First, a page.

silent, wrapped his cloak about him, composed himself to slumber, and reserved his gaiety for fitter auditors.
At length I entered London, and my uncle was reinstated in his superiority. He awaked at once to loquacity as soon as our wheels rattled on the pavement, and told me the name of every street as we crossed it, and owner of every house as we passed by. He presented me to my aunt, a lady of great eminence for the number of her acquaintances, and splendour of her assemblies, and either in kindness or revenge consulted with her, in my presence, how I might be most advantageously dressed for my first appearance, and most expeditiously disencumbered from my villatick bashfulness. My indignation at familiarity thus contemptuous flushed in my face; they mistook anger for shame, and alternately exerted their eloquence upon the benefits of publick education, and the happiness of an assurance early acquired.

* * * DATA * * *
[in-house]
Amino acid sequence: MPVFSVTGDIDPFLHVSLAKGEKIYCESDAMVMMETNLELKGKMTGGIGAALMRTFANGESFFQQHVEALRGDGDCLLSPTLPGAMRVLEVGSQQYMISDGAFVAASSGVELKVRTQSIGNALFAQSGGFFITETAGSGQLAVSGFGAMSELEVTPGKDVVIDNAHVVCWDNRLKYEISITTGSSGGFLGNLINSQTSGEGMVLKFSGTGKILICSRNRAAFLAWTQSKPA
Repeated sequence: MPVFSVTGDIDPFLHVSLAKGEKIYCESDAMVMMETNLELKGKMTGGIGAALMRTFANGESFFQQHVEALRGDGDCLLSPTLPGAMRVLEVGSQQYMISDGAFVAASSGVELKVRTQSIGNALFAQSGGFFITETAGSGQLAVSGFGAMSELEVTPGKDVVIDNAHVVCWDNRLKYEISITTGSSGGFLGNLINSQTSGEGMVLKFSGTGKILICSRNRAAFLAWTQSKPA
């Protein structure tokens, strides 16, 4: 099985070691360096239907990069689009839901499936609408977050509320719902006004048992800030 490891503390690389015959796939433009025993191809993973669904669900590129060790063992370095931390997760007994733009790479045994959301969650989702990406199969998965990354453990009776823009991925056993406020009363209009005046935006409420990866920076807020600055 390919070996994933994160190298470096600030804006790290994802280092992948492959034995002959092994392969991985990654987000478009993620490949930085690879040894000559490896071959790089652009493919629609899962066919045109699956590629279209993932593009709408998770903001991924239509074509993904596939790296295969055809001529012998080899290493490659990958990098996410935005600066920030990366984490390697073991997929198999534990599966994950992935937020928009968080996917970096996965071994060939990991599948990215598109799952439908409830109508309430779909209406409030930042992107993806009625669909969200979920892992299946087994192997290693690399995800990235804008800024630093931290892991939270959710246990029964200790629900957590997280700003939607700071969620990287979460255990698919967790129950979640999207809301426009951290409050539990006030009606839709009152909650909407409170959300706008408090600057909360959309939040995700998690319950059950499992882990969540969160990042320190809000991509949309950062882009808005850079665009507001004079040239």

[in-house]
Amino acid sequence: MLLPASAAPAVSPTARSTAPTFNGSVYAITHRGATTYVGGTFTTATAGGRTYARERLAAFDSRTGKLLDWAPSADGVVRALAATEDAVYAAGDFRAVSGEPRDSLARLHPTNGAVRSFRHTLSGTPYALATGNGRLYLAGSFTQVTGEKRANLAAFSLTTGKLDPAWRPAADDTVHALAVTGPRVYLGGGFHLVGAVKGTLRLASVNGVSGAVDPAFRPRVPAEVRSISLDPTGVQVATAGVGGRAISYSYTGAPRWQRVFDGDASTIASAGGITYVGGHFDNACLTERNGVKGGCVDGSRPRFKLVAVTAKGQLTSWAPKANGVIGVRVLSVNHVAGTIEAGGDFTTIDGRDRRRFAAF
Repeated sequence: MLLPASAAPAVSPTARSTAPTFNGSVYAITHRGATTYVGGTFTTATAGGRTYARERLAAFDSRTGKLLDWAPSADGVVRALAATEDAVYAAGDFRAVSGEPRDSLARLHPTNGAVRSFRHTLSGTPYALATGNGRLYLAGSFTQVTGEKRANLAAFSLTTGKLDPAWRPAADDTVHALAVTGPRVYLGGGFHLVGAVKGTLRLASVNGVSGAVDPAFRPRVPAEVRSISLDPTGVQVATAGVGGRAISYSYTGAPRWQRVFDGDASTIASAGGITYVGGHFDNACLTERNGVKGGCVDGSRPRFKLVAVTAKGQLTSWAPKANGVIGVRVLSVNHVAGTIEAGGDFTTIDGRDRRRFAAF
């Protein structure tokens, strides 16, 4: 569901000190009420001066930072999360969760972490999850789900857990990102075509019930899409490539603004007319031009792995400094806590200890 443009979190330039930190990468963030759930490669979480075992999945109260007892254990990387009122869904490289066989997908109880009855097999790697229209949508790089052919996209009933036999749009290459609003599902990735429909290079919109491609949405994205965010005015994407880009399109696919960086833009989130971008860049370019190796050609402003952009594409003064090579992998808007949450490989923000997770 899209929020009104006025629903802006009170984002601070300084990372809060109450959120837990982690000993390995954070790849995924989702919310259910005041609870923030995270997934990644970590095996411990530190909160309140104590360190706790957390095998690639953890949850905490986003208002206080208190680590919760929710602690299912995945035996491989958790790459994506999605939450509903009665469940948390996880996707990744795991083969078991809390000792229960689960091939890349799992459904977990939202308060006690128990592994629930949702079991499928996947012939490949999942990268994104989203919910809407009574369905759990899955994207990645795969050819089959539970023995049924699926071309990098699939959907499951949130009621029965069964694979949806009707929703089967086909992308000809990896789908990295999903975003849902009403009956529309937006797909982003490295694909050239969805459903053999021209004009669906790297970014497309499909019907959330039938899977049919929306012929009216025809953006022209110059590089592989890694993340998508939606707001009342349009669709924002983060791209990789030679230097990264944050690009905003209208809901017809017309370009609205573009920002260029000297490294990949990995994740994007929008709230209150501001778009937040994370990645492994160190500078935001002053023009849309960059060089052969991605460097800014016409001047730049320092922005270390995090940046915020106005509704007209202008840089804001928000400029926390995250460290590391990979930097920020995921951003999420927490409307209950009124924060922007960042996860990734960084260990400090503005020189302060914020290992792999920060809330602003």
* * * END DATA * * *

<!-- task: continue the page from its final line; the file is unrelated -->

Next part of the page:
Assurance is indeed the only qualification to which they seem to have annexed merit, and assurance therefore is perpetually recommended to me as the supply of every defect, and the ornament of every excellence. I never sit silent in company when secret history is circulating, but I am reproached for want of assurance. If I fail to return the stated answer to a compliment; if I am disconcerted by unexpected raillery; if I blush when I am discovered gazing on a beauty, or hesitate when I find myself embarrassed in an argument; if I am unwilling to talk of what I do not understand, or timorous in undertaking offices which I cannot gracefully perform; if I